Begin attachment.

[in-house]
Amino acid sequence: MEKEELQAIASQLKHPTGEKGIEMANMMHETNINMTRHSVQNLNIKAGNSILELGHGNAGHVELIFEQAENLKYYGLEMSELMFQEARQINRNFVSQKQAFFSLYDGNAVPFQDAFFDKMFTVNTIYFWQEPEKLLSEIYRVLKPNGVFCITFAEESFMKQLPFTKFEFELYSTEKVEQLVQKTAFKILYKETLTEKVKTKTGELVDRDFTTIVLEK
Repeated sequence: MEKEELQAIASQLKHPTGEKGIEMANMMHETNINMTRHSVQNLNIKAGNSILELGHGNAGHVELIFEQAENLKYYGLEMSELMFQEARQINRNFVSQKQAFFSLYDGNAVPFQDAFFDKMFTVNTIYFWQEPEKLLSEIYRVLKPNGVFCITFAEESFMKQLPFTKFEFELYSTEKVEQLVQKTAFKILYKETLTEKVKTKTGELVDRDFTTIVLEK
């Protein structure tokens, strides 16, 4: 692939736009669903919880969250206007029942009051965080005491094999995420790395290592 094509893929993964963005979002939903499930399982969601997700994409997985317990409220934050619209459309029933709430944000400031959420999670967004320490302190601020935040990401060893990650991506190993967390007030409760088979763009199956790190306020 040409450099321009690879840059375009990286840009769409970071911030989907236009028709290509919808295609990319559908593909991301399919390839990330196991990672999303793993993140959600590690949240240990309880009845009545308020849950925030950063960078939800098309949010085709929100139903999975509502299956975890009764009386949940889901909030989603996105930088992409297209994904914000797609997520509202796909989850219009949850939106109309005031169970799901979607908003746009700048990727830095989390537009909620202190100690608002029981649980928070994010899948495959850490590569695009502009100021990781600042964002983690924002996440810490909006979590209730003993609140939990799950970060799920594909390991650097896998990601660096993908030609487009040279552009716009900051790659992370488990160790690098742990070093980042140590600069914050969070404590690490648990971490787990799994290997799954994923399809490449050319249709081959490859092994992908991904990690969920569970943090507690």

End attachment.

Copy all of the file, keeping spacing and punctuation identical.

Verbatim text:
[in-house]
Amino acid sequence: MEKEELQAIASQLKHPTGEKGIEMANMMHETNINMTRHSVQNLNIKAGNSILELGHGNAGHVELIFEQAENLKYYGLEMSELMFQEARQINRNFVSQKQAFFSLYDGNAVPFQDAFFDKMFTVNTIYFWQEPEKLLSEIYRVLKPNGVFCITFAEESFMKQLPFTKFEFELYSTEKVEQLVQKTAFKILYKETLTEKVKTKTGELVDRDFTTIVLEK
Repeated sequence: MEKEELQAIASQLKHPTGEKGIEMANMMHETNINMTRHSVQNLNIKAGNSILELGHGNAGHVELIFEQAENLKYYGLEMSELMFQEARQINRNFVSQKQAFFSLYDGNAVPFQDAFFDKMFTVNTIYFWQEPEKLLSEIYRVLKPNGVFCITFAEESFMKQLPFTKFEFELYSTEKVEQLVQKTAFKILYKETLTEKVKTKTGELVDRDFTTIVLEK
């Protein structure tokens, strides 16, 4: 692939736009669903919880969250206007029942009051965080005491094999995420790395290592 094509893929993964963005979002939903499930399982969601997700994409997985317990409220934050619209459309029933709430944000400031959420999670967004320490302190601020935040990401060893990650991506190993967390007030409760088979763009199956790190306020 040409450099321009690879840059375009990286840009769409970071911030989907236009028709290509919808295609990319559908593909991301399919390839990330196991990672999303793993993140959600590690949240240990309880009845009545308020849950925030950063960078939800098309949010085709929100139903999975509502299956975890009764009386949940889901909030989603996105930088992409297209994904914000797609997520509202796909989850219009949850939106109309005031169970799901979607908003746009700048990727830095989390537009909620202190100690608002029981649980928070994010899948495959850490590569695009502009100021990781600042964002983690924002996440810490909006979590209730003993609140939990799950970060799920594909390991650097896998990601660096993908030609487009040279552009716009900051790659992370488990160790690098742990070093980042140590600069914050969070404590690490648990971490787990799994290997799954994923399809490449050319249709081959490859092994992908991904990690969920569970943090507690």